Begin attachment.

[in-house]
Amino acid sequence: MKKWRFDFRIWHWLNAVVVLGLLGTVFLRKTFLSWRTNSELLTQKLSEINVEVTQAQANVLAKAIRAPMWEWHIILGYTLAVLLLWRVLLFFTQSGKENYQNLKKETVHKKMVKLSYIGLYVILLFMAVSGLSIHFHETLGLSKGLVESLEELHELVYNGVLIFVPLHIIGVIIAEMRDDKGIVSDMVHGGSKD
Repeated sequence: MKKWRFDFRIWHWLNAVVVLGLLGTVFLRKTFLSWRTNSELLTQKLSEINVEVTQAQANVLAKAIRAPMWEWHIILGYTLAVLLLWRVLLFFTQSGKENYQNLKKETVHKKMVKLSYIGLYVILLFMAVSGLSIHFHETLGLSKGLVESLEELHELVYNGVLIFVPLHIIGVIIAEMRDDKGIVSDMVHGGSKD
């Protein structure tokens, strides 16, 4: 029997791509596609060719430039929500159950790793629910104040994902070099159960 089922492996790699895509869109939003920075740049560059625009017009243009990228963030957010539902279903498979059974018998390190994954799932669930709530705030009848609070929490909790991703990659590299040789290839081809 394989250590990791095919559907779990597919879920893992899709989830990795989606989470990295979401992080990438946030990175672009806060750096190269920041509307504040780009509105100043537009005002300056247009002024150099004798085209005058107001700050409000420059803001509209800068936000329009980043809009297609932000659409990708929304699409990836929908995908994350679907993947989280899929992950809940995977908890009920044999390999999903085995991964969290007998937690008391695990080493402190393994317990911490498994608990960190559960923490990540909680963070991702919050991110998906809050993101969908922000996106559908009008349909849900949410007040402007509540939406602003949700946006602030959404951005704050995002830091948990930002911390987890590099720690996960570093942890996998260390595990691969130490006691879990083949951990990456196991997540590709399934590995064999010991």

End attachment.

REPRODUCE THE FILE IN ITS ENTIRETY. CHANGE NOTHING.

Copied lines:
[in-house]
Amino acid sequence: MKKWRFDFRIWHWLNAVVVLGLLGTVFLRKTFLSWRTNSELLTQKLSEINVEVTQAQANVLAKAIRAPMWEWHIILGYTLAVLLLWRVLLFFTQSGKENYQNLKKETVHKKMVKLSYIGLYVILLFMAVSGLSIHFHETLGLSKGLVESLEELHELVYNGVLIFVPLHIIGVIIAEMRDDKGIVSDMVHGGSKD
Repeated sequence: MKKWRFDFRIWHWLNAVVVLGLLGTVFLRKTFLSWRTNSELLTQKLSEINVEVTQAQANVLAKAIRAPMWEWHIILGYTLAVLLLWRVLLFFTQSGKENYQNLKKETVHKKMVKLSYIGLYVILLFMAVSGLSIHFHETLGLSKGLVESLEELHELVYNGVLIFVPLHIIGVIIAEMRDDKGIVSDMVHGGSKD
């Protein structure tokens, strides 16, 4: 029997791509596609060719430039929500159950790793629910104040994902070099159960 089922492996790699895509869109939003920075740049560059625009017009243009990228963030957010539902279903498979059974018998390190994954799932669930709530705030009848609070929490909790991703990659590299040789290839081809 394989250590990791095919559907779990597919879920893992899709989830990795989606989470990295979401992080990438946030990175672009806060750096190269920041509307504040780009509105100043537009005002300056247009002024150099004798085209005058107001700050409000420059803001509209800068936000329009980043809009297609932000659409990708929304699409990836929908995908994350679907993947989280899929992950809940995977908890009920044999390999999903085995991964969290007998937690008391695990080493402190393994317990911490498994608990960190559960923490990540909680963070991702919050991110998906809050993101969908922000996106559908009008349909849900949410007040402007509540939406602003949700946006602030959404951005704050995002830091948990930002911390987890590099720690996960570093942890996998260390595990691969130490006691879990083949951990990456196991997540590709399934590995064999010991």